If you have been following my social media platforms, you would know that I was in Taiwan (Republic of China) in mid-January.
I visited the island country for 6D/5N at the invitation of Golden Century Tour & Travel, with the support of and in collaboration with the Tourism Bureau of the Republic of China (Taiwan).
I have to say that as a banana (Chinese who is non-conversant in Mandarin), Taiwan is the last country I would choose to visit if I were to plan a personal holiday.
Therefore, this trip gave me a golden opportunity to get to know Taiwan, and I am thankful that the itinerary took us out of Taipei City to explore the lesser known attractions of Taiwan. In short, during this trip, I was able to get to know the warm Taiwanese people and understand the country at a deeper level beyond its capital city.
As with all new countries that I have visited, this is a post where I share my perception and knowledge to anyone who is planning a trip to Taiwan for the first time.
As Malaysians visiting Taiwan, we are granted 30-day visa on arrival, so it is not necessary to apply for a visa, unlike travelling to China or India, for example.
This doesn’t mean that we don’t need to plan our trip or arrange our accommodation. This is because we might be queried by an immigration officer. Of course, we should reply confidently with a ready answer, to avoid getting red flagged by the authorities.
Our trip to Taiwan was in mid-January, so it was still wintertime. It was cold, but not unbearable. The temperature only dropped to about 13°C in the dead of the night. Our days got warmer and even hot as we travelled south of the island. So, it is part of the locals’ lifestyle to check the weather forecast on a daily basis because it can sometimes be rather drastic.
On the evening of our arrival in Taoyuan, the weather was just cool with slight drizzle. About two hours later, the wind started to blow fiercely. Thank god we had reached our hotel. One instance in Fuxing Township, Changhua County, the wind howled furiously in the night while we slept snugly indoors. That was a situation that I wouldn’t want to see anyone caught outdoors.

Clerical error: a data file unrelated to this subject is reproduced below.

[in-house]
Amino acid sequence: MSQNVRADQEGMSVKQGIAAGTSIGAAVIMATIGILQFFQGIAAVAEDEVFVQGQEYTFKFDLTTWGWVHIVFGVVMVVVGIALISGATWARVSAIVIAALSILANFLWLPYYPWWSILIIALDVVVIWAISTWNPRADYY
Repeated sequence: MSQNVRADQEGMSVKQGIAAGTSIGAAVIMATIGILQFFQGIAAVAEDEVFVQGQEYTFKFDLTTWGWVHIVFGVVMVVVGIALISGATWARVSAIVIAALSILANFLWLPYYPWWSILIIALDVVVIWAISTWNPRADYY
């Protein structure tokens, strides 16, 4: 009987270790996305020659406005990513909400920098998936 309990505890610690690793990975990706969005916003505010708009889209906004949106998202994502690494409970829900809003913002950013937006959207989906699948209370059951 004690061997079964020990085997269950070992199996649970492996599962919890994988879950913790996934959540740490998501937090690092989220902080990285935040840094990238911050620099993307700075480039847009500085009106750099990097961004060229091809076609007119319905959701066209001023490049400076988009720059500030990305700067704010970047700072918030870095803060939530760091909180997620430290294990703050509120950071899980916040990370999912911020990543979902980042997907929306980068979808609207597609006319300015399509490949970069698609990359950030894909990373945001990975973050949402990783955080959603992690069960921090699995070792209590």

Prior to my trip, I installed the Central Weather Bureau mobile app to receive Taiwan travel advisory and to check the day-to-day weather forecast of the cities that I planned to visit. It also became a much used app during my stay in Taiwan.
Throughout my time in Taiwan, I was aware that Halal food is available to Muslim tourists. There were not that many compared to Malaysia, of course, but one just needs to know where to go.
In fact, Muslim tours to Taiwan are the trend these days. In Taipei City, I came across a Halal-certified restaurant called “清真肆集 Halalan & Toyyiban Mart”, or loosely translated from Arabic as “Legal and Delicious”.
Also, at one of the hotels that I stayed, City Suites Taoyuan Gateway, there was a Muslim food counter at the coffee house, with separate sets of plates, bowls and utensils, to cater to Muslim guests.
Just to put it down, my exchange rate was TWD100 = MYR13.90. Though not the best deal, it also wasn’t the worst. Well, when we need foreign currency, we have no choice, even when the Ringgit is weak at the time.
When I was shopping or dining, to know the amount in Ringgit that I would be spending, I just multiplied TWD with 0.139 for MYR.
Just to give you an idea on food prices in Taiwan, a bowl of noodles topped with shredded duck meat from a popular duck eatery in Taoyuan upon landing at Taiwan Taoyuan International Airport, cost TWD60, so that was RM8.34.
Talking about food, local favourites include fried oyster omelette (蚵仔煎) and large intestines rice vermicelli (大肠面线). I don’t take innards at the best of times, thus I only tried “mee sua” when it was cooked with other ingredients, such as pork or chicken.
What amused me greatly was coming across skewered bishop’s nose for sale at a food stall during my visit to the Taipei Lunar New Year Festival, something like Malaysia’s pasar malam, specifically set up for pre-Chinese New Year shopping.
As this was my maiden trip to Taiwan, I thought that the locals only speak Mandarin as the official language, and Taiwanese as their mother tongue.